A Magnetic Environment

A review of Kate Story’s “Animate” in Cli Fi: Canadian Tales of Climate Change (Exile, 2017)
By Derek Newman-Stille

People and our landscapes are in a complicated relationship with each other, altering one another through our interactions. Our landscapes shape us as much as we shape them. In “Animate”, Kate Story explores a toxic landscape, yet one that is also full of mystery. Story sets her tale in Newfoundland’s Tableland, a strange red-orange scar in an otherwise green and verdant landscape where the rocks are magnetic and their toxicity prevents plant growth. Yet it exerts a pull on the bodies of her characters, literally pulling on their facial features

Story examines the strangeness of Newfoundland – its ability to represent so many unique geological features in one island and the potential of the landscape to imprint itself on our memories and our bodies. She explores the possibility of a psycho-geographic effect, a strange link between people and the landscapes that they occupy, each reflecting each other. Story examines the complexity of ideas of home by exploring a space other than the house, but rather the way that a larger environment imprints on us. We often think about our landscapes in terms of human change, but rarely examine the way that we are, in turn, shaped by our spaces of home, the landscapes that we occupy.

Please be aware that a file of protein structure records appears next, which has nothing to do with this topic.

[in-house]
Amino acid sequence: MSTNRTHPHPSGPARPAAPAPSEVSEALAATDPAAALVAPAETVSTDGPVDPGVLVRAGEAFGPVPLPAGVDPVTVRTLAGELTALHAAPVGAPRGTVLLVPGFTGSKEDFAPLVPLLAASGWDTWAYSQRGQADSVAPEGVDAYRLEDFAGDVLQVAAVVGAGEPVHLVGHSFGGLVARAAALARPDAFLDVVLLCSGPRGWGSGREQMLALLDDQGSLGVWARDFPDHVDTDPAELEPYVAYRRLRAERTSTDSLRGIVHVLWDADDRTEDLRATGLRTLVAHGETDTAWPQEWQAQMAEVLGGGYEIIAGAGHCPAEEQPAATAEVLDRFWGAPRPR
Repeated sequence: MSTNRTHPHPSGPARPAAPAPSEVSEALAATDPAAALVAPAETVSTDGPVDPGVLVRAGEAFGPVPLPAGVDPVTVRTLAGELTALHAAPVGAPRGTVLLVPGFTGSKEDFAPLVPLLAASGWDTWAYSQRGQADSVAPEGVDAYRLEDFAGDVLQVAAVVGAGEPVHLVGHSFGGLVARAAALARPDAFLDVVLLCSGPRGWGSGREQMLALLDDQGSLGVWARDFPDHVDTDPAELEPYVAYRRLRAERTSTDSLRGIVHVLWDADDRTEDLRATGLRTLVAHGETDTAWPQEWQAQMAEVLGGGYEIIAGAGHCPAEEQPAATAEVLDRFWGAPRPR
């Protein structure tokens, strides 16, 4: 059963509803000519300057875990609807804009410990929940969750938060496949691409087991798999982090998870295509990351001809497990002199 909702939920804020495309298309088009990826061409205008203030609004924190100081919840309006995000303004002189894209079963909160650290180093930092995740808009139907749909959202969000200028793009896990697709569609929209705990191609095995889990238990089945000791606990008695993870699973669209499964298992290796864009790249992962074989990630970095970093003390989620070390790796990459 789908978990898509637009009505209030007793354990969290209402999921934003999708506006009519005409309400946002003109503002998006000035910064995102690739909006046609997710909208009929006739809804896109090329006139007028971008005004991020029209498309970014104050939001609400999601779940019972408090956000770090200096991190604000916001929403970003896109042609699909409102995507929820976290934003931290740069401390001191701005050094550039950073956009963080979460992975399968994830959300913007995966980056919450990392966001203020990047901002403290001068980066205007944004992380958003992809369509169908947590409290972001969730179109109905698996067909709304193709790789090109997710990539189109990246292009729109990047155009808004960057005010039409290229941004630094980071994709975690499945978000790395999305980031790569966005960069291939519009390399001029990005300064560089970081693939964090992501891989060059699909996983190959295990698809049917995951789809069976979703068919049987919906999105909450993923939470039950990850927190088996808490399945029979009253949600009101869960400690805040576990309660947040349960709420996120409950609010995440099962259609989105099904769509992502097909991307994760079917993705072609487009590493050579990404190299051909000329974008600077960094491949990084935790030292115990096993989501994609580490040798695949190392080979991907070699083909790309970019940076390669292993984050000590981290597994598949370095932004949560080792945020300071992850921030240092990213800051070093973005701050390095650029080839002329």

To discover more about the work of Kate Story, visit http://www.katestory.com
To discover more about Exile Editions, visit http://exileeditions.com

A Shattered Touchstone

A review of Sean Virgo’s “My Atlantis” in Cli Fi: Canadian Tales of Climate Change (Exile, 2017).By Derek Newman-Stille

Sean Virgo’s “My Atlantis” is a tale about the return to a changed land. Like Rati Mehrotra’s tale in Cli Fi, this tale features an older person, but unlike Mehrotra’s tale, where the protagonist is stationary in a changing land, this aged character is returning to a place that has become his touchstone over the years, associated with memory, and able to remind him who he is. The problem is that his touchstone has changed, deteriorated by the impact of environmental destruction. Although wildlife is returning to this landscape as human beings move into the cities, that wildlife is struggling to stay healthy and survive in the damaged environment that remains.